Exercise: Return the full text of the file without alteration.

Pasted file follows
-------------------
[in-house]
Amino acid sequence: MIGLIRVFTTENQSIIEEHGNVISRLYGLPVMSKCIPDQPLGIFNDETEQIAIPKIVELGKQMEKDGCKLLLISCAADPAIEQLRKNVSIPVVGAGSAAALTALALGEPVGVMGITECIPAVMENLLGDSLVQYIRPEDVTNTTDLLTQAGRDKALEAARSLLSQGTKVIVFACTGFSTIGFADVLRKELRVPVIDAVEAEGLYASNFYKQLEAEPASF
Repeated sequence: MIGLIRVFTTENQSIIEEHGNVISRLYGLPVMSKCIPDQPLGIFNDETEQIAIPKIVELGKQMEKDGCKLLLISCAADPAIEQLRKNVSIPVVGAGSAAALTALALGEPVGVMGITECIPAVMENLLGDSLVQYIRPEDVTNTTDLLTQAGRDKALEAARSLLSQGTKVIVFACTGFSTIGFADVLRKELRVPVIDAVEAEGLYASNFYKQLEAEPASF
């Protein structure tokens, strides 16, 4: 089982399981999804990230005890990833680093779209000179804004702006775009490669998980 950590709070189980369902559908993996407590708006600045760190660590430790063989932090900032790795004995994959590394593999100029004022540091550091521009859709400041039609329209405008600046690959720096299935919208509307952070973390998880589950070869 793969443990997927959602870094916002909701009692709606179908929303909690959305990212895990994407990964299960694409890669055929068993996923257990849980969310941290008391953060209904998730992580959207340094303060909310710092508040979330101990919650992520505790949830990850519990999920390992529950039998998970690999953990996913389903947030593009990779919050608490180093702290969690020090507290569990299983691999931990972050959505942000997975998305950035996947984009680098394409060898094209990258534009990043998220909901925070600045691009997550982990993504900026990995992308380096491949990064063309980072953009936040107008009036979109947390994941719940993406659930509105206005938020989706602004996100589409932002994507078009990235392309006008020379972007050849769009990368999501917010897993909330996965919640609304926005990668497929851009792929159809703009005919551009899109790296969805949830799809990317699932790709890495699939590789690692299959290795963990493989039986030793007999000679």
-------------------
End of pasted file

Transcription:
[in-house]
Amino acid sequence: MIGLIRVFTTENQSIIEEHGNVISRLYGLPVMSKCIPDQPLGIFNDETEQIAIPKIVELGKQMEKDGCKLLLISCAADPAIEQLRKNVSIPVVGAGSAAALTALALGEPVGVMGITECIPAVMENLLGDSLVQYIRPEDVTNTTDLLTQAGRDKALEAARSLLSQGTKVIVFACTGFSTIGFADVLRKELRVPVIDAVEAEGLYASNFYKQLEAEPASF
Repeated sequence: MIGLIRVFTTENQSIIEEHGNVISRLYGLPVMSKCIPDQPLGIFNDETEQIAIPKIVELGKQMEKDGCKLLLISCAADPAIEQLRKNVSIPVVGAGSAAALTALALGEPVGVMGITECIPAVMENLLGDSLVQYIRPEDVTNTTDLLTQAGRDKALEAARSLLSQGTKVIVFACTGFSTIGFADVLRKELRVPVIDAVEAEGLYASNFYKQLEAEPASF
């Protein structure tokens, strides 16, 4: 089982399981999804990230005890990833680093779209000179804004702006775009490669998980 950590709070189980369902559908993996407590708006600045760190660590430790063989932090900032790795004995994959590394593999100029004022540091550091521009859709400041039609329209405008600046690959720096299935919208509307952070973390998880589950070869 793969443990997927959602870094916002909701009692709606179908929303909690959305990212895990994407990964299960694409890669055929068993996923257990849980969310941290008391953060209904998730992580959207340094303060909310710092508040979330101990919650992520505790949830990850519990999920390992529950039998998970690999953990996913389903947030593009990779919050608490180093702290969690020090507290569990299983691999931990972050959505942000997975998305950035996947984009680098394409060898094209990258534009990043998220909901925070600045691009997550982990993504900026990995992308380096491949990064063309980072953009936040107008009036979109947390994941719940993406659930509105206005938020989706602004996100589409932002994507078009990235392309006008020379972007050849769009990368999501917010897993909330996965919640609304926005990668497929851009792929159809703009005919551009899109790296969805949830799809990317699932790709890495699939590789690692299959290795963990493989039986030793007999000679």